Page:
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|A Report from birdtours.co.uk|
SRI LANKA Dec 1999 - Jan 2000,
With luck and good planning all 26 endemics can be seen in 8-9 days. I saw them (with Barry Reed) in 11 days, but I recommend 12 days if you wish to include waders and waterbirds sites. Our trip was in late Dec 99/early Jan 00. I then stayed on into mid-January for 1 week to do archaeological sites with my family. This is a very cheap birding place, easy to see most of the endemics, and a safe country (as all the endemics are in the south and problems are in the north).
Note that although distances are very small the roads are slow to drive. The best way to see the birds is to hire a vehicle and driver which is very cheap indeed. By far the best company to get these is:
A Baur & Co. Ltd,
P.O Box 11,
FAX 448493, email: firstname.lastname@example.org
The Baurs driver will be a birder/driver who knows all the sites and important endemic stake-outs. Also Baurs give a special discount to birders. You can hire a vehicle and driver for 11 days and see all the birds just under £150 for 4-5 birders (1999 rates). The vehicle is a mini-bus and hold 5 birders including all the gear. Note that it only costs £3/day to hire the vehicle if no mileage is done. Mileage costs 20 rupees/ 1 mile (not KM) which is about 17 pence. We did just over 1000 KMs (about 625 miles). You will need to hire an extra 4-wheel drive vehicle for the most important site (Sinharajah) at a cost of around £35. However, Baurs are hoping to get a 4-wheel drive vehicle and then this extra hire will not be necessary.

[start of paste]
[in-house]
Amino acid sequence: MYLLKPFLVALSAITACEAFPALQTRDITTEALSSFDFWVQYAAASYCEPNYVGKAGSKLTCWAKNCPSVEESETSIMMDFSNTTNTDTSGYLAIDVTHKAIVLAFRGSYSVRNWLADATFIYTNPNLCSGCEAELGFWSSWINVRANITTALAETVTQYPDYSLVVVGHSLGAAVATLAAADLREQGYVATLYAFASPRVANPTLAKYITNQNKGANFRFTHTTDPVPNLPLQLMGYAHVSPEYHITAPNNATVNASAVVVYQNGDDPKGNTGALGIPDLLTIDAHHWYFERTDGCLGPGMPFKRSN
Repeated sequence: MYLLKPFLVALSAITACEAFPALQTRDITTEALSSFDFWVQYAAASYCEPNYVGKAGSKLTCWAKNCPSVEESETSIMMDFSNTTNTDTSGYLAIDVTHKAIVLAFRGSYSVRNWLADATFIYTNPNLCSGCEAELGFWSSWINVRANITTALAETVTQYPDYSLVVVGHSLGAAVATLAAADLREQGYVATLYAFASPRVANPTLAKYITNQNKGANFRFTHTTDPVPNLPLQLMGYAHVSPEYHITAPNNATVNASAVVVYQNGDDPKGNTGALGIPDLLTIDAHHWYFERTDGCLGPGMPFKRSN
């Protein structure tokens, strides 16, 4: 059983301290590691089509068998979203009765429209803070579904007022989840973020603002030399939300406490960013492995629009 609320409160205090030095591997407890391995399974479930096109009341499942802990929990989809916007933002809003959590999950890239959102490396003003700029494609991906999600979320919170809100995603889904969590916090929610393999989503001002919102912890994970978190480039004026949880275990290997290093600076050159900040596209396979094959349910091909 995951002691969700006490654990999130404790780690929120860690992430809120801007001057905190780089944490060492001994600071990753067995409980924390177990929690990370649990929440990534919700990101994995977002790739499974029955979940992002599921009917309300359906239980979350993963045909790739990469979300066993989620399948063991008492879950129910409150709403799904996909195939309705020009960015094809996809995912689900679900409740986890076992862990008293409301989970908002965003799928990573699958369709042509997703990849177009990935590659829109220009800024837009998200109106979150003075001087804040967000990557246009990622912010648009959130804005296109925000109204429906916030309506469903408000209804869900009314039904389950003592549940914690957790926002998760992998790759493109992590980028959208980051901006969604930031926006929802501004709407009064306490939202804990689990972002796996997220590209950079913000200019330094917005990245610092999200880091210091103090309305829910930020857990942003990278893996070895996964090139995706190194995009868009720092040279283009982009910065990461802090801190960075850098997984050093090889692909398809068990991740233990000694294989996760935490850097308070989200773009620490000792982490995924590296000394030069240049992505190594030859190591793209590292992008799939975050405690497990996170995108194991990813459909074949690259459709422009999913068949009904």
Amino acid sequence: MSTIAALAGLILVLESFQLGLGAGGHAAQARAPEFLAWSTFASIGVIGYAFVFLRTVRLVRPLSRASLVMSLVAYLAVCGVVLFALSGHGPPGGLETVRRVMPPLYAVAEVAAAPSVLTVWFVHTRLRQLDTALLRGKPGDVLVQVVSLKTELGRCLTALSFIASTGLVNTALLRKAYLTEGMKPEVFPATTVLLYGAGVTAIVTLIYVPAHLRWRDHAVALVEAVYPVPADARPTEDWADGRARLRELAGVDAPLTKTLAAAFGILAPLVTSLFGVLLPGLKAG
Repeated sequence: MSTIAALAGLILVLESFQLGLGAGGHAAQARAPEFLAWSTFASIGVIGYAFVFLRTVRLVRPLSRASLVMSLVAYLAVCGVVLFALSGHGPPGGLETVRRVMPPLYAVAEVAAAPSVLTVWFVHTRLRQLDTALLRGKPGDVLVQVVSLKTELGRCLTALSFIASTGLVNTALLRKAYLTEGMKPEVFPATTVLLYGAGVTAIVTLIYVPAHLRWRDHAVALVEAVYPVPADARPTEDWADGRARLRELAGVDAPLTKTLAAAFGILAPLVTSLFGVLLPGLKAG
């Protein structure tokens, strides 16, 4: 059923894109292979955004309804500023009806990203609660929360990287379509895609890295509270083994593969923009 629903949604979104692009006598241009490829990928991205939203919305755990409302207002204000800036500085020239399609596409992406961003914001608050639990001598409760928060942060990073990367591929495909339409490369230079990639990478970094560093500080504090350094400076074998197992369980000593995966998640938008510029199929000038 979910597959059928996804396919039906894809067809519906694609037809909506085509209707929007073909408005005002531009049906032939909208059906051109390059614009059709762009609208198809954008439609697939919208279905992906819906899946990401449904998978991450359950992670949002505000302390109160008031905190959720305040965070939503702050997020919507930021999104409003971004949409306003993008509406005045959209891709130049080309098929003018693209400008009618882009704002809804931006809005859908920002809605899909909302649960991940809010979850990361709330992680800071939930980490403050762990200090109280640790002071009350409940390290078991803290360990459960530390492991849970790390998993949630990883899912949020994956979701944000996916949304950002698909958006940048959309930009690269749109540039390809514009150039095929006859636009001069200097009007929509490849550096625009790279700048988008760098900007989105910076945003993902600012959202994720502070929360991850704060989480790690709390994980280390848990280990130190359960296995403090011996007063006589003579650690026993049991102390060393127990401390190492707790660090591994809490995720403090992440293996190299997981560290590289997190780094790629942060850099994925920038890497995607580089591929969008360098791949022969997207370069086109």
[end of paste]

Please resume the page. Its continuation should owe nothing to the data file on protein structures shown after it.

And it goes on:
Baurs have an excellent driver Sunil Alwis ask for him by name when contacting Baurs. He can also arrange cheap hotel accommodation throughout the trip which will also save you a significant amount of money. However note * below. Typically you can get a twin bedded room for around £7-8/night. Food is also cheap. Sri Lanka is not particularly a bartering place so even if you do barter the cost will not come down that much.
Baurs will pick you up from the airport and take you on your birding tour without having to waste time filling paper-work/deposit or anything (all this was done at the end of the trip). The best place to change money is the airport on the way in and out of the country. Baurs will accept payment in English pounds and give a good rate of exchange so you do not have to get rupees for them, but most other transactions will be rupees.
Note that the average speed of Sunil's driving is 30mph so allow a lot of time to get around. However this should not be a problem as you can leave each site mid-morning and get to the next site by late afternoon for evening birding. This country is very much a morning place only. Although birds are seen in the evening they do not respond to tape (unlike in the morning) so plan to be at each site for at least one morning. This does not apply to waders or waterbirds of course. Tapes are absolutely essential - without these some of the key endemics will not be seen. You will need Steve Smith's tape and Deepal Warakagoda's tapes.